Why You Should…
If your thirst for a hungrily appetising horror score must be quenched, Benjamin Wallfisch rising up to the challenge and easily exceeding expectations with this haunting score.
Why You Shouldn’t…
If the minimal array of thematic dearth limits your enjoyment, or if the synthetic abrasions wear away at your ears despite a necessary purpose in context.
Release Date: 17th February 2017
Composer(s): Benjamin Wallfisch
Recorded By/At: Jake Jackson at Abbey Road Studios, London.
Label: Milan Records
Additional Music: Hans Zimmer
Conducted By: Gavin Greenaway
Album Produced By: Gore Verbinski & Benjamin Wallfisch
Produced By: Chris Craker
Orchestrations: David Krystal & Benjamin Wallfisch
Additional Orchestrations: Matt Dunkley
Orchestra: The Chamber Orchestra of London
Orchestra Contractor: Gareth Griffiths
Score Coordinator: Darrell Alexander
Choirs: Crouch End Festival Chorus & Trinity School Boys Choir
Orchestra Conductor: Gavin Greenaway
Choir Conductors: David Temple & Ben Parry
Featured Vocals: Mary Laey
Boy Treble Solos: Sebastian Exall
Basso Profundo: Zigmars Grasis
Violin Solos: Tom Bowes
Guitars: Owen Gurry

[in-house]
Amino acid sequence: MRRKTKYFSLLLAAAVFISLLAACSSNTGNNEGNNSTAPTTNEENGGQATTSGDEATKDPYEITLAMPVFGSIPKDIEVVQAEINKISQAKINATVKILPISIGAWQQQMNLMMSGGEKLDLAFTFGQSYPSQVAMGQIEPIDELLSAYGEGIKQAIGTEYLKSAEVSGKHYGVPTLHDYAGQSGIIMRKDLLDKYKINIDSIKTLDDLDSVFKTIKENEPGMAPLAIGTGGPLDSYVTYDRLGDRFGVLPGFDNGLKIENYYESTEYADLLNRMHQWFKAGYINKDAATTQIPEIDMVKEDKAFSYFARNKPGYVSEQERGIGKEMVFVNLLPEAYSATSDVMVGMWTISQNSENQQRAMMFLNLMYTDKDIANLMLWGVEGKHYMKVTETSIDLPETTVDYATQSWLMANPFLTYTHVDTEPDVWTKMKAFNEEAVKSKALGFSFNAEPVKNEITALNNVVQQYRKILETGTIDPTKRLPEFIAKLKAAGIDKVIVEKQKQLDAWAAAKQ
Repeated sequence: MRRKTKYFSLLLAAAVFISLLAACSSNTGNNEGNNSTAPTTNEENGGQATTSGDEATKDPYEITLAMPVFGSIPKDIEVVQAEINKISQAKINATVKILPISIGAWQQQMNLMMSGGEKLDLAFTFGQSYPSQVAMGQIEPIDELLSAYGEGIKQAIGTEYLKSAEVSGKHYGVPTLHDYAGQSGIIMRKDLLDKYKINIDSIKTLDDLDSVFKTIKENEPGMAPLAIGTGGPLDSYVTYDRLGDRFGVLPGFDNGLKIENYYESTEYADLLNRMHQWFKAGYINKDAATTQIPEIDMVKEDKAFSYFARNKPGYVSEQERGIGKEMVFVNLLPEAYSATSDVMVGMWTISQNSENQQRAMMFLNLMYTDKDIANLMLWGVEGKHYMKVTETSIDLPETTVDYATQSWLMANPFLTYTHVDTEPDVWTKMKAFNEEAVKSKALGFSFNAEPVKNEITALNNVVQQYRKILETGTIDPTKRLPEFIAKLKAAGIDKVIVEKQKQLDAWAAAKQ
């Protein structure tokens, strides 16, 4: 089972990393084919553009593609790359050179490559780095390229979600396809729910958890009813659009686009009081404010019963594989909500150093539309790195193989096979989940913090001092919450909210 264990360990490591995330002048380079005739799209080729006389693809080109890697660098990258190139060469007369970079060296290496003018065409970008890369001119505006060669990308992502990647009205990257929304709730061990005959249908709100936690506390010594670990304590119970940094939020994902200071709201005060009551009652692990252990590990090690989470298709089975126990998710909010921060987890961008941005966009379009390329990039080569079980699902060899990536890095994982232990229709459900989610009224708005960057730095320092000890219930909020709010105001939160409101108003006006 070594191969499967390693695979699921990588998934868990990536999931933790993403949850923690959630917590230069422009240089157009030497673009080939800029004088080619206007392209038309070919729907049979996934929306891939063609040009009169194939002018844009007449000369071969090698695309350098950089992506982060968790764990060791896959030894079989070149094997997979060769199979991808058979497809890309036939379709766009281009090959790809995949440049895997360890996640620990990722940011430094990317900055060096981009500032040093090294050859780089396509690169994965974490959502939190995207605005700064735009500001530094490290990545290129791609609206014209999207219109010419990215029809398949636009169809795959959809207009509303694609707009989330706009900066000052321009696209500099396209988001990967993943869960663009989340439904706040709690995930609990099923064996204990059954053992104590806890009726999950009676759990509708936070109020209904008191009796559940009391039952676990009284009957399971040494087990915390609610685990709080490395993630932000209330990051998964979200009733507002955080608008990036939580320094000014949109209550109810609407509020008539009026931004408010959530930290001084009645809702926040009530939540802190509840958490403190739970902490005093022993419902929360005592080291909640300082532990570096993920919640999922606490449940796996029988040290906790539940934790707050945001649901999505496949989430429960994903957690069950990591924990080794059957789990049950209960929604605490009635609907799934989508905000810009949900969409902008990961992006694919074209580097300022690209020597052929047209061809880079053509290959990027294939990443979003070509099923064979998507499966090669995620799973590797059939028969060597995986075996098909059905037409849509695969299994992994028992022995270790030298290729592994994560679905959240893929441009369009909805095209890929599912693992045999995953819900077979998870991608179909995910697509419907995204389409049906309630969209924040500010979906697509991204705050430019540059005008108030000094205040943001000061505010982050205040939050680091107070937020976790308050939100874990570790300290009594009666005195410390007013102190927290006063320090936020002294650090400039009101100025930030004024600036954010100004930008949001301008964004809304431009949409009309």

At some point, any follower of horror director Gore Verbinski could easily calculate his eventual return to his root genre. Having retired his involvement in the multi-billion dollar Pirates of The Caribbean franchise, and given the keys to Rob Marshall, then to Norwegian duo Joachim Rønning & Espen Sandberg, Verbinski was given time to focus on A CURE FOR WELLNESS. Based deeply between the tightropes of science fiction and psychological horror, the film focuses on Dane Dehaan’s protagonist only named Lockhart, who acquires responsibility for his company and is sent to retrieve the CEO from what is characterised to him as the titular “wellness center” in a distant, remote location among the Swiss Alps, secluded from society for its own malevolent purposes. A personal setback extends his reluctant stay at the center, where he befriends a patient named Hannah and the mysterious Dr. Heinreich Volmer, the spearhead for the rehabilitation facility, who each drink a cobalt fluid for sustenance, and the revelation of an urban myth prompts the exploration of the mind in terms of fragility and resistance, as Lockhart ventures deeper into the center’s myths. Receiving mixed reviews that highlighted its strong fulcrum of performances and visual landscapes, it was also chastised for its length. The intriguing premise was helmed as a dual commitment between American and German productions, and has since underwent several developmental changes in design. Initial reports stated the contemporary legend Hans Zimmer as composer for the film, however later clarifications reported that Benjamin Wallfisch would take up the mantle in his mentor’s place. In a way, it’s nice of Zimmer to allow continuing his numerous protégées of the Remote Control Productions to flourish and receive individual credit to then go on and achieve their own sense of fame and recognition, something that defines the man as a powerful yet likable figure in the field of film music.